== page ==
There hasn't been a better time for veterinarians and human healthcare providers to come together and discuss how to keep families safe from zoonotic diseases.
In the wake of a pandemic caused by a disease jumping from animals to humans, it is more important than ever that the general population has a better understanding of zoonotic diseases and that veterinary medicine and human medicine are on the same page.
In a recent Facebook live event, we brought together a veterinarian who works in public health as an associate professor of One Health epidemiology, Dr. Audrey Ruple, and an associate professor and practicing physician of clinical pediatrics at Weill Cornell Medical’s Division of Infectious Diseases, Dr. Patricia DeLaMora.
These two specialists answer questions about how to lower the risks of a zoonotic disease infecting family members, human or animal. They also discuss cases where there could be more communication between veterinarians and human medical professionals in cases of zoonotic disease diagnosis.
Common Risk Factors of Zoonotic Diseases
While we’re all familiar with the most common zoonotic diseases in animals and humans including salmonella infections, Lyme disease, and others, there are some reemerging ones that we should also look out for.
Both Dr. Ruple and Dr. DeLaMora mentioned toxoplasmosis being a concern in correlation with pregnant women (and felines). We don’t see a lot of cases—Dr. DeLaMora does treat infants whose mothers were infected—but it’s important because of the potential negative outcomes.
One reemerging disease we’re seeing in dog populations, believe it or not, is rabies! That’s one reason helping animals and people get the proper vaccines is an essential part of medical professionals’ role in public health.
When asked about possible exposures to avoid, here are some things that both doctors recommended:
- No outdoor sandboxes. They are practically giant outdoor litterboxes filled with things that could transfer diseases. It makes me twitch just thinking about it.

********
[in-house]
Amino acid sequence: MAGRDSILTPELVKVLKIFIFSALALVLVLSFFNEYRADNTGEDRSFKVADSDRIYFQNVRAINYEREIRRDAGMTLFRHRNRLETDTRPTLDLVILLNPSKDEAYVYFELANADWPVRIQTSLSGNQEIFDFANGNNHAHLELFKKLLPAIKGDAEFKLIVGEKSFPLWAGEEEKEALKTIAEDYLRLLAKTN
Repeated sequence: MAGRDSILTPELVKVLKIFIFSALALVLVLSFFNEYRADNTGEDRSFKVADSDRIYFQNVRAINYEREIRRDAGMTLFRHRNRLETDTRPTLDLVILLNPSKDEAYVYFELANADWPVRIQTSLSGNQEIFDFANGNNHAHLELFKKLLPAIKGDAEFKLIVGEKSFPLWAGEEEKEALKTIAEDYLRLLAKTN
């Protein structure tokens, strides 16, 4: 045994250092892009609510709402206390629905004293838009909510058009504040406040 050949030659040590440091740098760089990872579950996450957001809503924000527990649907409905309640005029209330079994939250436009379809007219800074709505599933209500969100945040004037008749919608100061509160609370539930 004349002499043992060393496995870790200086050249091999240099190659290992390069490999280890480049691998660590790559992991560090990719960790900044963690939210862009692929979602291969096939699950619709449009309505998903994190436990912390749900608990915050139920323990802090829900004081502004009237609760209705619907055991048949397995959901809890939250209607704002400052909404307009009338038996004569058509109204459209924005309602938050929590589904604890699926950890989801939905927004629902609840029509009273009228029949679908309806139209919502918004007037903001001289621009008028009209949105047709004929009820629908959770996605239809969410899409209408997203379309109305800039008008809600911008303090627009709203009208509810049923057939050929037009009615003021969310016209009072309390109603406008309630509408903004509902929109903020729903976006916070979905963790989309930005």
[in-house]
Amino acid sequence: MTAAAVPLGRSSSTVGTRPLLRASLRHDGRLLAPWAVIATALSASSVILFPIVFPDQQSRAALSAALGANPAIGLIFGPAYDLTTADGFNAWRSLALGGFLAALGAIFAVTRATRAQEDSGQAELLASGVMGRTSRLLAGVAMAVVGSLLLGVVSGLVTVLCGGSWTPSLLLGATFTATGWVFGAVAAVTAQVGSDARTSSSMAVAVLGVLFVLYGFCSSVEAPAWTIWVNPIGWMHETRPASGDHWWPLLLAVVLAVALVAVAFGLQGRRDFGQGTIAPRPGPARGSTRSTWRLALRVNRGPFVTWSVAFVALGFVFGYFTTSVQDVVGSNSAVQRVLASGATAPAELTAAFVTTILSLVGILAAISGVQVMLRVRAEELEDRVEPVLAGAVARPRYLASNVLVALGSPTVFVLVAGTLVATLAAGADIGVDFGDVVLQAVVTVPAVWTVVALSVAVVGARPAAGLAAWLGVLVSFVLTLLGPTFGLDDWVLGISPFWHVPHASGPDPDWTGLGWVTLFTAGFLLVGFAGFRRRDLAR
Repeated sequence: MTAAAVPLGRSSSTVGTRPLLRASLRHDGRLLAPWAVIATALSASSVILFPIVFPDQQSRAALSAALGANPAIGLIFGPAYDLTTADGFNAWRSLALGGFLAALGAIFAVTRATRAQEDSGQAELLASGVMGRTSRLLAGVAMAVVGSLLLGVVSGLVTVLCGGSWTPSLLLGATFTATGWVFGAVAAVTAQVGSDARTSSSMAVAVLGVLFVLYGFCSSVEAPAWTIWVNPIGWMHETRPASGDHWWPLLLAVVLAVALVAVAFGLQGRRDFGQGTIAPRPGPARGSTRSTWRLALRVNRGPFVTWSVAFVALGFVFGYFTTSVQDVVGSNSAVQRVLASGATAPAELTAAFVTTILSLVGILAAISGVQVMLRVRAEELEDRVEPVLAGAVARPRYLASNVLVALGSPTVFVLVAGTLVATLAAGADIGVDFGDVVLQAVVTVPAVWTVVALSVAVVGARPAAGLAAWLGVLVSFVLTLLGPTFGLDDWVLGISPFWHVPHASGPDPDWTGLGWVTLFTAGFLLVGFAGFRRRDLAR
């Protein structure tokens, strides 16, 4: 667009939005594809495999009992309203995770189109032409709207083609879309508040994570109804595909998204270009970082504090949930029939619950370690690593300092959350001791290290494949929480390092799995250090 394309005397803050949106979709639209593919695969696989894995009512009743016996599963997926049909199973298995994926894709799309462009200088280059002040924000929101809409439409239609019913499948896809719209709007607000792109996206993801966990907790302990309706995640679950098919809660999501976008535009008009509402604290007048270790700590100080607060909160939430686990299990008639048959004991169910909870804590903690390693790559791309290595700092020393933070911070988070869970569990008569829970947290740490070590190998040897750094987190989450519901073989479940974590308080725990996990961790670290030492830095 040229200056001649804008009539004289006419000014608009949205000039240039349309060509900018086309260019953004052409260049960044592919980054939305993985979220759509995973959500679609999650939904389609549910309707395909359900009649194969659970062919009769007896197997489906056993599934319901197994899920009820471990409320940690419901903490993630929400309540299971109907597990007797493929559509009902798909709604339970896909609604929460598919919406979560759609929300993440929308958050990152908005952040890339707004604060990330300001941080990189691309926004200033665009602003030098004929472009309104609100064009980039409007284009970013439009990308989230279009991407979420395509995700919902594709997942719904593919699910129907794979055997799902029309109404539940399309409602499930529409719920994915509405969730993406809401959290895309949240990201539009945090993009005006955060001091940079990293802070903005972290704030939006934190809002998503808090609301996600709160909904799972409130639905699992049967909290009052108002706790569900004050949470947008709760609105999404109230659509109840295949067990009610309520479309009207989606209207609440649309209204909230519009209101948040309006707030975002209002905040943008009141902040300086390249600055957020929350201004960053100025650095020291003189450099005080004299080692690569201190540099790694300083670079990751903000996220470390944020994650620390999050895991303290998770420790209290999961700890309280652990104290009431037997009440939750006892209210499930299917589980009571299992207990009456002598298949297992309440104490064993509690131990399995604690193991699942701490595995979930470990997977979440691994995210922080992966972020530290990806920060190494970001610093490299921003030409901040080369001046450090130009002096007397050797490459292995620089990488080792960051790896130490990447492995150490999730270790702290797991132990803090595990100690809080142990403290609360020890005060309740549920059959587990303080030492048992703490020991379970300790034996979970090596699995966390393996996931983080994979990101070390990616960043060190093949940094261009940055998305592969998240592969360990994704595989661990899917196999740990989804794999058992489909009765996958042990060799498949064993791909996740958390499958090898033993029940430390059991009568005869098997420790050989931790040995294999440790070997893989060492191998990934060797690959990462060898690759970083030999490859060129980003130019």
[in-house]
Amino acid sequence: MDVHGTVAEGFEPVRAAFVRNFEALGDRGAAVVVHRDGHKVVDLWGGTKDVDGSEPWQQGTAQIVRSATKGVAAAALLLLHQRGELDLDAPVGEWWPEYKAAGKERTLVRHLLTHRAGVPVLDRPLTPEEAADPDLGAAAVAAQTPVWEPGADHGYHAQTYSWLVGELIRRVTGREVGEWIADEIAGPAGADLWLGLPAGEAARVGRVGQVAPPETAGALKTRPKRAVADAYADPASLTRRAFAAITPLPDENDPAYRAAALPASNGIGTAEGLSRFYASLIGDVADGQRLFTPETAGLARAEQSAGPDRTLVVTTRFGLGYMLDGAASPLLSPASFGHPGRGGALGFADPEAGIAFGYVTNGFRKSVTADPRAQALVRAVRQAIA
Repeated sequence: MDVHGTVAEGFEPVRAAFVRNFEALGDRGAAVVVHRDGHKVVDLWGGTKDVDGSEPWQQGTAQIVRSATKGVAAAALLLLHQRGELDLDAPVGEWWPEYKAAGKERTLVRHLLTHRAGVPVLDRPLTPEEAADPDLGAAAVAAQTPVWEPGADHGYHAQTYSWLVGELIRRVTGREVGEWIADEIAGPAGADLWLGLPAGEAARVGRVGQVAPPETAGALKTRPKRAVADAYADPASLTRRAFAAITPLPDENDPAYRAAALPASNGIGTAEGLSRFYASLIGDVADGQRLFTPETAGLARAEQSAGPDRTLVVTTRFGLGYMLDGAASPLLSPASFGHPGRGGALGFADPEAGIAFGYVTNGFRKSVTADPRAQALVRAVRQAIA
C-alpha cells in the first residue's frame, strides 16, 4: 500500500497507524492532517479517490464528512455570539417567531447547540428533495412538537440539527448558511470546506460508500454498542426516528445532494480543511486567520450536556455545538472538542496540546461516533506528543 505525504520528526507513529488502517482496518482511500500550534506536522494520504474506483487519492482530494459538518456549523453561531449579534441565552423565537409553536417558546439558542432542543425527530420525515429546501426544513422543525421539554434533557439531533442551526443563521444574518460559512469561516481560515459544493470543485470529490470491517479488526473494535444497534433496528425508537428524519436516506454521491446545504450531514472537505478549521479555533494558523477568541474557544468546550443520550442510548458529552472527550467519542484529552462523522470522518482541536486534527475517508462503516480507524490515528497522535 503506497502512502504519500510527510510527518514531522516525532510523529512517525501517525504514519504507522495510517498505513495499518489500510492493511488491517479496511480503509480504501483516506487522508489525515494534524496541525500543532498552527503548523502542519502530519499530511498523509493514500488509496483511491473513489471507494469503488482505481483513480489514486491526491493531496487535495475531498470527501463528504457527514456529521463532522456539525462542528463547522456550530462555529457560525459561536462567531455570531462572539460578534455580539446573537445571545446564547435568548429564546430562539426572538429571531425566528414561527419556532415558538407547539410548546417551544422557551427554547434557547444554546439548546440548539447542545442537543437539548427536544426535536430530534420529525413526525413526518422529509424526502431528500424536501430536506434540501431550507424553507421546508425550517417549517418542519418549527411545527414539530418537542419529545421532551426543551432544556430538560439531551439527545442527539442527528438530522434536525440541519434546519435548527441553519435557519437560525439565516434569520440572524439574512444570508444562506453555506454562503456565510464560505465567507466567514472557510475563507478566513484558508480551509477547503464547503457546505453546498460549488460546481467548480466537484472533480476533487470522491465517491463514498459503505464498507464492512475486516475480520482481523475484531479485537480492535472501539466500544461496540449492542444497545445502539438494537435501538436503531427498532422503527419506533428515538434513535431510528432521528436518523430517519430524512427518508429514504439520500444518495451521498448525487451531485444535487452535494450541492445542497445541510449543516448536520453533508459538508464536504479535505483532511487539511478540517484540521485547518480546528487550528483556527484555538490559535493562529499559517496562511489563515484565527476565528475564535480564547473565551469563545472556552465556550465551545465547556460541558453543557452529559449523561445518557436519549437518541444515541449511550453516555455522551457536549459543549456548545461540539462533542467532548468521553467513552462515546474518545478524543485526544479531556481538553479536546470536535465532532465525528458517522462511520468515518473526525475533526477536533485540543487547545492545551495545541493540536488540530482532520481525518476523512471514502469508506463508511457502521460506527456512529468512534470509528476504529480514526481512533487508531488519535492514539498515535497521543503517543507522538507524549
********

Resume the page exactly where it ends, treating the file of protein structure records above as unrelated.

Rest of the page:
- The American Academy of Pediatricians recommends NOT having any reptiles or amphibians for children under the age of five.
- Don’t let animals lick your child’s face, and avoid urine and stool.
- Stress the importance of handwashing in general and after contact with animals, especially in places like the petting zoo.
- This is a weird one, but those with kids will understand: no animal body parts in the mouth!
Talking to Clients about Zoonotic Disease
General populations don’t understand zoonotic diseases, and educating patients and clients is a vital role that public health professionals play. Veterinary professionals, when diagnosing a patient with a zoonotic disease, can take the time to explain to the client that this diagnosis could affect them and their household, especially if there is someone who is immunocompromised.
A topic that should always come up when talking to clients about zoonotic disease is the prevalence of ticks. Due to climate change, there is practically no more “tick season”—it’s year-round now.
If someone needs to be scared into being careful while walking through tall grass and checking themselves and their kids for ticks, you can show them the horrifying photo the CDC took when they put tiny ticks on a poppy seed muffin. Ticks are small!
The Veterinarian – Physician Relationship
In some good news for veterinarians, Dr. Ruple says that a study found that 90% of clients are willing to consider their veterinarian part of their own healthcare. This inclusion means that clients are likely to be open to having their veterinarians reach out to their family physicians in the case of a zoonotic disease confirmation.
As an infectious disease specialist, Dr. DeLaMora has had people bring veterinary records for their animals to her for answers about how it affects their family and kids. Interestingly, many spring breaks and summers bring phone calls from parents worried about their kid vacationing in Madagascar who said they’d been nibbled by monkeys there. Dr. DeLaMora was able to talk with the veterinarians working with the primates to reassure parents that the monkeys were healthy and vaccinated.
This kind of communication isn’t just helpful, but it should happen more often. When a veterinarian confirms the presence of a zoonotic disease, that veterinarian should feel comfortable reaching out to the family’s physicians. Dr. DeLaMora indicated that the more information and cooperation, the better.
The furthering of the One Health initiative—combining the efforts of veterinary, human medical, and environmental professionals around the world—is exciting as we continue to have discussions like this one. In the process, we remember the public oath we took to protect the health of everyone, animals and humans alike. Veterinary professionals are empowered to make a bigger difference, and it reinforces the veterinarian’s role in public health, especially as relates to zoonotic disease.
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